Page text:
“… perhaps the most important piece of legislation during my time in office.”
That’s how Mayor Ed Murray summed it up when he and two Council members held a press conference today to mark the official submission of police accountability legislation to the City Council.
Since receiving the go-ahead from Judge Robart a few weeks ago, his staff has been working on preparing the legislation for the Council’s legislative process. Today marks the official start of the process, which if all goes well will result in a finished bill in May that will be submitted back to the judge for final review.
This morning, I and several other City Hall reporters received a technical briefing on the legislation in its current form. I will write up a longer analysis in the next couple of days, but in a nutshell:
- The legislation is the result of several weeks of further negotiation between the Mayor’s staff, SPD, the CPC, and the City Council members and staff.
- To no surprise, it’s consistent with the judge’s feedback.
- For each of the “multiple choice” issues that were in the draft presented to the judge, the city has picked an option to go forward. Many of those choices are now agreed across the stakeholders; a few are still outstanding issues.
- Several points in the legislation will be subject to collective bargaining with the unions representing the SPD officers and management. That will commence later this year, after the legislation is done (the legislation states that those items don’t come into effect until ratified in a collective bargaining agreement).
The heart of the legislation is still the same: three principles, and three bodies to act on them:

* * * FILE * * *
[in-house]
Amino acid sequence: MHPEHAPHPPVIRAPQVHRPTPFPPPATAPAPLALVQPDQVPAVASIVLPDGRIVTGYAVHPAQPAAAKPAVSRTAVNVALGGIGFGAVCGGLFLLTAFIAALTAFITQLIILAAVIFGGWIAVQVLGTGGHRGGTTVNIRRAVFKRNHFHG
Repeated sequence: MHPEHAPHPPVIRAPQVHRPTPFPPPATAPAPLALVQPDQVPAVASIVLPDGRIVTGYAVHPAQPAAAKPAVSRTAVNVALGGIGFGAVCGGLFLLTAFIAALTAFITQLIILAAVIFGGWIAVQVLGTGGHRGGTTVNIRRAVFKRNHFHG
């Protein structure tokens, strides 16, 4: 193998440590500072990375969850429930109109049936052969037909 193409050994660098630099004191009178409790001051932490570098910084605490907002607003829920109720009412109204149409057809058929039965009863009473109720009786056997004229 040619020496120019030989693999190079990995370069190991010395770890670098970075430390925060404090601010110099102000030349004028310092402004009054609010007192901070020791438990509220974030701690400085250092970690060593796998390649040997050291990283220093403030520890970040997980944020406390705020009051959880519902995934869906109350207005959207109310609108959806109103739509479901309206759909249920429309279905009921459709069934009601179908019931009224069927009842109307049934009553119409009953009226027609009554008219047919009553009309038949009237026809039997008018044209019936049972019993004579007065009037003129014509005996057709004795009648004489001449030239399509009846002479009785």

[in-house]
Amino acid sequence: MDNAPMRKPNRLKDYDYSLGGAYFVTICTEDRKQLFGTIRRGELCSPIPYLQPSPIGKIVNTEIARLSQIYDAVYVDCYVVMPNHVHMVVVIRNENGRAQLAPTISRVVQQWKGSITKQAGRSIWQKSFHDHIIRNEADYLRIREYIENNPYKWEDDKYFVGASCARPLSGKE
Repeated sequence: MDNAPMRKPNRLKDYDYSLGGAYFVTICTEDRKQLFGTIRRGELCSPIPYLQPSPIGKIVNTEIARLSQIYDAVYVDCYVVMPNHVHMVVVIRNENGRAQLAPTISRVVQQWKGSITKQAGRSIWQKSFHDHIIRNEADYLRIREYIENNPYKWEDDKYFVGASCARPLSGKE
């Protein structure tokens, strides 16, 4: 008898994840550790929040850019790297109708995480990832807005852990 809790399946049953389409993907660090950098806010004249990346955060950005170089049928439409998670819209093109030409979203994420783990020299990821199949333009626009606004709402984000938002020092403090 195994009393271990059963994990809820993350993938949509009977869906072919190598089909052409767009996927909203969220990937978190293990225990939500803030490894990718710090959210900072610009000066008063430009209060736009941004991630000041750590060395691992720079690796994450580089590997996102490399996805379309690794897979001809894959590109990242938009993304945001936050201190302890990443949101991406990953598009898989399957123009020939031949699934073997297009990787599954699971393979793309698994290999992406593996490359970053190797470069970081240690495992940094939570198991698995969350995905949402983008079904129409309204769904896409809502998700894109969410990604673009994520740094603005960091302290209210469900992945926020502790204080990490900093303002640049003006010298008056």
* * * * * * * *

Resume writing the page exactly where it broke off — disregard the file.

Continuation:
- The Office of Professional Accountability, to ensure meaningful officer accountability;
- The Office of the Inspector General, to independently review systemic issues;
- The Community Police Commission, to give the community a “voice at the table.”
Some issues are still to be worked out, including:
- How the CPC’s budget is determined, to ensure that it’s adequate for the proper functioning of the commission, properly vetted, and insulated from political forces.
- Whether sworn police officers should serve on the CPC.
- Whether the CPC has formal authority to review the performance of the Inspector General.
- How the Executive Director of the CPC is chosen.
- How preference points are used to prioritize the hiring of multi-lingual officers and those with important skills needed in modern policing.
The legislation is co-sponsored by eight of the nine City Council members (Sawant is the lone holdout, for reasons unspecified).
Council member Gonzalez’s office has a nifty infographic to help understand the many pieces of this complex piece of legislation. She also published a schedule for development of the legislation over the coming months. The first hearing is next Wednesday, February 8th.